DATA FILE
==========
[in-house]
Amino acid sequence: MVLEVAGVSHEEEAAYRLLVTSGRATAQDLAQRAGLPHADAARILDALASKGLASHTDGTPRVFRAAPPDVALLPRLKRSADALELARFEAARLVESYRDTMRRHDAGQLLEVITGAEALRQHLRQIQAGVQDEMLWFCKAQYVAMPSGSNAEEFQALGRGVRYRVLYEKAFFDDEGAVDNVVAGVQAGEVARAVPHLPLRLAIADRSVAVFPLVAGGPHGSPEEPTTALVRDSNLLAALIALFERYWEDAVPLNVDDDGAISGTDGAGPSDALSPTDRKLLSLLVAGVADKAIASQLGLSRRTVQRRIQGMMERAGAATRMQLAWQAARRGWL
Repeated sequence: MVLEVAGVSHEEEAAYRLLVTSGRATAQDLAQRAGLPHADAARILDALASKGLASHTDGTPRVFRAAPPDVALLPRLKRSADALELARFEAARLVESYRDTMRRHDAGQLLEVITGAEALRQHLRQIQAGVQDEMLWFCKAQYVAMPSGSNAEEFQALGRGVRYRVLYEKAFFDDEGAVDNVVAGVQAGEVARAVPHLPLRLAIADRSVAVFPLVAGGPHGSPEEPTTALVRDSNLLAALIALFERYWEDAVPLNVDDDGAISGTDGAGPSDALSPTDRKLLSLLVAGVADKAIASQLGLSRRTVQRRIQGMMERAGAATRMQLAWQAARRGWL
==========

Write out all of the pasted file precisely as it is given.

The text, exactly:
[in-house]
Amino acid sequence: MVLEVAGVSHEEEAAYRLLVTSGRATAQDLAQRAGLPHADAARILDALASKGLASHTDGTPRVFRAAPPDVALLPRLKRSADALELARFEAARLVESYRDTMRRHDAGQLLEVITGAEALRQHLRQIQAGVQDEMLWFCKAQYVAMPSGSNAEEFQALGRGVRYRVLYEKAFFDDEGAVDNVVAGVQAGEVARAVPHLPLRLAIADRSVAVFPLVAGGPHGSPEEPTTALVRDSNLLAALIALFERYWEDAVPLNVDDDGAISGTDGAGPSDALSPTDRKLLSLLVAGVADKAIASQLGLSRRTVQRRIQGMMERAGAATRMQLAWQAARRGWL
Repeated sequence: MVLEVAGVSHEEEAAYRLLVTSGRATAQDLAQRAGLPHADAARILDALASKGLASHTDGTPRVFRAAPPDVALLPRLKRSADALELARFEAARLVESYRDTMRRHDAGQLLEVITGAEALRQHLRQIQAGVQDEMLWFCKAQYVAMPSGSNAEEFQALGRGVRYRVLYEKAFFDDEGAVDNVVAGVQAGEVARAVPHLPLRLAIADRSVAVFPLVAGGPHGSPEEPTTALVRDSNLLAALIALFERYWEDAVPLNVDDDGAISGTDGAGPSDALSPTDRKLLSLLVAGVADKAIASQLGLSRRTVQRRIQGMMERAGAATRMQLAWQAARRGWL